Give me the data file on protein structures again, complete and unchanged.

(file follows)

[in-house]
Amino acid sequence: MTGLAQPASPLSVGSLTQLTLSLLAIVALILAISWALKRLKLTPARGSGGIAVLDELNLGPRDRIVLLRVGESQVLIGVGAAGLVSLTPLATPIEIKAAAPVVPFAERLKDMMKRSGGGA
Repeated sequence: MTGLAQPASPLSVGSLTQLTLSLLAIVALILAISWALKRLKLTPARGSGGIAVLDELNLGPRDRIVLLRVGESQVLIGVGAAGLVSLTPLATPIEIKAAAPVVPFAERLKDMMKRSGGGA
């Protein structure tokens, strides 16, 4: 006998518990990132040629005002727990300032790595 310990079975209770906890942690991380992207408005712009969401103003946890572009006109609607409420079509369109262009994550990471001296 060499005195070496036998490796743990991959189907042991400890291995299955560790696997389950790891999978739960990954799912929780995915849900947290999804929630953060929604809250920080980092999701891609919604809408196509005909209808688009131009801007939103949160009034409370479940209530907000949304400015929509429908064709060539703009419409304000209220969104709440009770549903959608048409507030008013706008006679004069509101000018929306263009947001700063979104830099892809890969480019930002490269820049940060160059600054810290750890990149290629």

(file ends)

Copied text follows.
[in-house]
Amino acid sequence: MTGLAQPASPLSVGSLTQLTLSLLAIVALILAISWALKRLKLTPARGSGGIAVLDELNLGPRDRIVLLRVGESQVLIGVGAAGLVSLTPLATPIEIKAAAPVVPFAERLKDMMKRSGGGA
Repeated sequence: MTGLAQPASPLSVGSLTQLTLSLLAIVALILAISWALKRLKLTPARGSGGIAVLDELNLGPRDRIVLLRVGESQVLIGVGAAGLVSLTPLATPIEIKAAAPVVPFAERLKDMMKRSGGGA
């Protein structure tokens, strides 16, 4: 006998518990990132040629005002727990300032790595 310990079975209770906890942690991380992207408005712009969401103003946890572009006109609607409420079509369109262009994550990471001296 060499005195070496036998490796743990991959189907042991400890291995299955560790696997389950790891999978739960990954799912929780995915849900947290999804929630953060929604809250920080980092999701891609919604809408196509005909209808688009131009801007939103949160009034409370479940209530907000949304400015929509429908064709060539703009419409304000209220969104709440009770549903959608048409507030008013706008006679004069509101000018929306263009947001700063979104830099892809890969480019930002490269820049940060160059600054810290750890990149290629």